Mental Health a Growing Concern During Pandemic

As the coronavirus pandemic continues to impact communities across the nation, the American Association of Nurse Practitioners® (AANP) urges all patients to take steps to help manage the stress, anxiety, depression, and related mental health issues that many are feeling. September is National Suicide Prevention Month, so AANP is increasing awareness of the warning signs that a friend or family member may be experiencing a more serious mental health struggle that requires immediate action.

"As the pandemic wears on, there is no question that increased numbers of people are feeling very anxious about their health, economic circumstances, loved ones and a whole host of related issues," said AANP President Sophia L. Thomas, DNP, APRN, FNP-BC, PPCNP-BC, FNAP, FAANP. "Nurse practitioners [NPs] spend time talking with their patients about these issues, and there are some steps that everyone can take to help lower their anxiety levels, such as improving your self-care, limiting the time you spend watching or reading negative news, connecting with friends and family to feel less isolated and alone, and speaking with a mental health NP or other mental health professional about your concerns and a potential treatment plan."

In a recent poll by the Kaiser Family Foundation, 53% of adult respondents in the United States reported that their mental health has been negatively impacted as a result of worry and stress caused by the pandemic. Public health directives like social distancing, which help to keep people safe and slow the spread of COVID-19, can also lead to feelings of isolation and loneliness, increasing stress and anxiety. 

"It is important to remember that you are not alone and that we are all experiencing this upheaval together," said Thomas. "It is critical to take care of yourself, and also check in with friends, family members, and neighbors to make sure they are coping. For those who are suffering from depression or more serious symptoms of a mental health issue, it's time to get professional help or reach out to a crisis hotline. The pandemic will most likely be with us for the unforeseeable future, so we must all be vigilant about our mental health as well as our physical health."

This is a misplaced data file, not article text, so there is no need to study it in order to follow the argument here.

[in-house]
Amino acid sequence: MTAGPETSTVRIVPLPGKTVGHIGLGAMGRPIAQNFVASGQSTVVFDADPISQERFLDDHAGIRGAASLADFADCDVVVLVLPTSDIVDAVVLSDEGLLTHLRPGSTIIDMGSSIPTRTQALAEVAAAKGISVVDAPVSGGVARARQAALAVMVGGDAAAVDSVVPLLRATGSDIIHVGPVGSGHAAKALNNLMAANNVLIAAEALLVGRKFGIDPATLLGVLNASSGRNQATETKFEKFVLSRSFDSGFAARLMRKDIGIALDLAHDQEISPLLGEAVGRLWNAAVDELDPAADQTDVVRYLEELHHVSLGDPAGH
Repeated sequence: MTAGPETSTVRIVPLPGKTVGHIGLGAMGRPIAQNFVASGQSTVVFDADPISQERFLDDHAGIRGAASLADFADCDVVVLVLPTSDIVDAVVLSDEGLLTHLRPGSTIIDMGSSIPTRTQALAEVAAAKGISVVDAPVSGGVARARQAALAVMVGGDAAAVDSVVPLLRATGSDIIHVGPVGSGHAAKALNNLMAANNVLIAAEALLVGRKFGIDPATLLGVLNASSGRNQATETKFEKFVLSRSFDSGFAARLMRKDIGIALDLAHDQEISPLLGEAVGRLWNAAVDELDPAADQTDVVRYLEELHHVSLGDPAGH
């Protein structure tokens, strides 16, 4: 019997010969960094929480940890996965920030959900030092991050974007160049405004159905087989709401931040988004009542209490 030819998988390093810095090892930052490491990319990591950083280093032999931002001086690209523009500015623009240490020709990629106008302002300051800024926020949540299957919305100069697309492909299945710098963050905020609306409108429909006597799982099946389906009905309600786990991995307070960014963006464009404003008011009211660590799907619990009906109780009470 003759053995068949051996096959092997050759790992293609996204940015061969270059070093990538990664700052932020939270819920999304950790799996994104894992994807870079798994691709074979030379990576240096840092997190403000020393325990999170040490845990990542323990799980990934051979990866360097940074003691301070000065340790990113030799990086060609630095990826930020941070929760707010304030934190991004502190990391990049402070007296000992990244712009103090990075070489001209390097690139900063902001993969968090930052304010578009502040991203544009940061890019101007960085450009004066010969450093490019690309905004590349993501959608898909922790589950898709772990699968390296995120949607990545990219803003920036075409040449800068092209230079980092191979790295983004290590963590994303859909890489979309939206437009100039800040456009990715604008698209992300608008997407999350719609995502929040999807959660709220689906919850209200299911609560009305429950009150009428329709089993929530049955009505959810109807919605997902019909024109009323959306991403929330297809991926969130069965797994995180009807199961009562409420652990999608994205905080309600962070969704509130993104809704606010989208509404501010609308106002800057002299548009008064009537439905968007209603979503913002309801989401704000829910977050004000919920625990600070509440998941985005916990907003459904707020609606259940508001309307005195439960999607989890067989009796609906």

Signs of anxiety due to the pandemic:

-Fear and worry about your health or economic well-being, or that of your loved ones. 

-Changes in sleep or eating patterns. 

-Increased use of tobacco, alcohol, or drugs.

Ways to manage anxiety:

-Take care of your body — eat a healthy diet, get enough sleep, exercise regularly. 

-Limit negative news or social media feeds that increase feelings of anxiety. 

-Connect with friends and families to share feelings and express any concerns you may currently have. 

-Speak with a mental health NP or other mental health professionals; seek treatment.

Warning signs that someone may be at risk for suicide:

-Excessive sadness and moodiness. 

-Withdrawing from contact and activities with friends and family. 

-Changes in personality or changes in appearance. 

-Dangerous, reckless, or self-destructive behavior.

Ways to help someone who may be at risk for suicide:

-Reach out to urge them to talk about their feelings. 

-Encourage them to speak to a mental health professional, a crisis center, or a suicide hotline. 

-Check-in with them regularly to ensure they are getting the help they need. 

Note that the National Suicide Prevention Lifeline is 1-800-273-TALK (8255) for English speakers, and 1-888-628-9454 for Spanish speakers.